Statistics allow you to summarize data and draw conclusions for the present by condensing large amounts of data into a form that brings out all the essential information and is yet easy to remember. To condense data, single numbers must make the data more intelligible and help draw useful inferences. For example, in a season, a sports player participates in 51 games and scores a total of 1,568 points. The total of 1,568 points includes 45 points in Game A, 36 points in Game B, 51 points in Game C, 45 points in Game D, and 40 points in Game E. As the number of games increases, remembering how many points the player scored in each individual game becomes increasingly difficult. If you divide the total number of points that the player scored by the number of games played, you obtain a single number that tells you the average number of points the player scored per game. The following equation yields the points per game average for the player.

Computing percentage provides a method for making comparisons. For example, the officials of an American city are considering installing a traffic signal at a major intersection. The purpose of the traffic signal is to protect motorists turning left from oncoming traffic. However, the city has only enough money to fund one traffic signal but has three intersections that potentially need the signal. Traffic engineers study each of the three intersections for a week. The engineers record the total number of cars using the intersection, the number of cars traveling straight through the intersection, the number of cars making left-hand turns, and the number of cars making right-hand turns. The following table shows the data for one of the intersections.

Day | Total Number of Cars Using the Intersection | Number of Cars Turning Left | Number of Cars Turning Right | Number of Cars Continuing Straight |
---|---|---|---|---|

1 | 1,258 | 528 | 330 | 400 |

2 | 1,306 | 549 | 340 | 417 |

3 | 1,355 | 569 | 352 | 434 |

4 | 1,227 | 515 | 319 | 393 |

5 | 1,334 | 560 | 346 | 428 |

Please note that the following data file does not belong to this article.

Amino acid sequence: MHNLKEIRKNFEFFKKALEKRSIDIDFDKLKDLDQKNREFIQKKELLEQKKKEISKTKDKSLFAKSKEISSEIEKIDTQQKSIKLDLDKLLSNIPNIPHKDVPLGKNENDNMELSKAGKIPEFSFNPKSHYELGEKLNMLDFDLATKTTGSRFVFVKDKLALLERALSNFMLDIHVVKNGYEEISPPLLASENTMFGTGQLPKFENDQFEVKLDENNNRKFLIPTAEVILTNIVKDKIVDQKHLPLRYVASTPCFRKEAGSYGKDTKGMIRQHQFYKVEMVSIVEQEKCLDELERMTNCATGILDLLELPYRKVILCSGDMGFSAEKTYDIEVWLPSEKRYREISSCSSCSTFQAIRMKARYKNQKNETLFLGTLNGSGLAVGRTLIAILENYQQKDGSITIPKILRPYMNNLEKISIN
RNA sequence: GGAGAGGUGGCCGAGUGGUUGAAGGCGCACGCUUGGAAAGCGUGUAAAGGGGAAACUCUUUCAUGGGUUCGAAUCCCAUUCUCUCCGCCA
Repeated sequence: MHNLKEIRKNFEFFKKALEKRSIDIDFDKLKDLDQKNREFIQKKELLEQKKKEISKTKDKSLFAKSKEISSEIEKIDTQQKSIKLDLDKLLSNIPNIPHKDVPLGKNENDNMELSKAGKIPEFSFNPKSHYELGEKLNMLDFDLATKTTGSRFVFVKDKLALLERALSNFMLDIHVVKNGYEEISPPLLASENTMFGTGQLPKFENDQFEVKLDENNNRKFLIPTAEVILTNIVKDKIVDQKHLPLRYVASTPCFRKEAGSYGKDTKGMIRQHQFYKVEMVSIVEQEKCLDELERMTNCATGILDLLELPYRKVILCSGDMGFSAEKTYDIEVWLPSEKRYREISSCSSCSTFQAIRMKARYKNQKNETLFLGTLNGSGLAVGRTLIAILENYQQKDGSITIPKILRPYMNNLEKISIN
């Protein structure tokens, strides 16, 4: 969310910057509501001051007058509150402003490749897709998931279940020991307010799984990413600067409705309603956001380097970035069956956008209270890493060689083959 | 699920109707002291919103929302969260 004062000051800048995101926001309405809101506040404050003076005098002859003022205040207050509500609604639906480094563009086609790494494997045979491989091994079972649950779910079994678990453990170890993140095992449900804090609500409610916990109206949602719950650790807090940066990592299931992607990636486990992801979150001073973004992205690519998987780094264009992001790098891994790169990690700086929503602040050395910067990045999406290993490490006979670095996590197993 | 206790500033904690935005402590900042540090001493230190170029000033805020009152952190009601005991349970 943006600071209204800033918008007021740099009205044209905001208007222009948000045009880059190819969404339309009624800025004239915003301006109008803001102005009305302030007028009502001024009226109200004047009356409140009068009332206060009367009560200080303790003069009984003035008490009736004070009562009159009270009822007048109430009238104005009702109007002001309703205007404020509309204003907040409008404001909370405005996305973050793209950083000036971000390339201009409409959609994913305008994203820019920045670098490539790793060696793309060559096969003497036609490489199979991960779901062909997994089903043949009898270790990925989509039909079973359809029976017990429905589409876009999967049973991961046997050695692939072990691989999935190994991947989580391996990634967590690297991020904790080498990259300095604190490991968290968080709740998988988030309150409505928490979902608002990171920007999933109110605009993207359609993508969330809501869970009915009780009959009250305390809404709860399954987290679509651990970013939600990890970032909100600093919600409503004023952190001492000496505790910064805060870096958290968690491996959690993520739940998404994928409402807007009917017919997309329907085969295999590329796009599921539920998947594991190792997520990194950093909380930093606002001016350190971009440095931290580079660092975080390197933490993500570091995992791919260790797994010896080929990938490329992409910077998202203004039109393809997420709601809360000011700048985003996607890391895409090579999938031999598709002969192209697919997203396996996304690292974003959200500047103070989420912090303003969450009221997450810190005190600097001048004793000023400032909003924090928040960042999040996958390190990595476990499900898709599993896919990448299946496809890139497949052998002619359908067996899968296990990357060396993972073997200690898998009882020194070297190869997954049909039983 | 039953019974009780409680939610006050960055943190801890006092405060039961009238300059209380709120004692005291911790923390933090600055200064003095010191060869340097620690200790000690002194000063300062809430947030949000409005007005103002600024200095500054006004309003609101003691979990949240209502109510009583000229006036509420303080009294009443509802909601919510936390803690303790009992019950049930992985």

6 | 694 | 291 | 180 | 223 |

7 | 416 | 174 | 108 | 134 |

Totals | 7,590 | 3,186 | 1,975 | 2,429 |

Looking only at the raw data from each intersection might make determining which intersection needs the traffic signal difficult because the raw numbers can vary widely. However, computing the percentage of cars turning at each intersection provides a common basis for comparison. To obtain the percentage of cars turning left, divide the number of cars turning left by the total number of cars using the intersection and multiply that result by 100. For the intersection whose data is shown in the previous table, the following equation gives the percentage of cars turning left.

Given the data for the other two intersections, the city officials can obtain the percentage of cars turning left at those two intersections. Converting the raw data to a percentage condenses the information for the three intersections into single numbers representing the percentage of cars that turn left at each intersection. The city officials can compare the percentage of cars turning left at each intersection and rank the intersections in order of highest percentage of cars turning left to the lowest percentage of cars turning left. Ranking the intersections can help determine where the traffic signal is needed most. Thus, in a broad sense, the term statistics implies different ways to summarize data to derive useful and important information from it.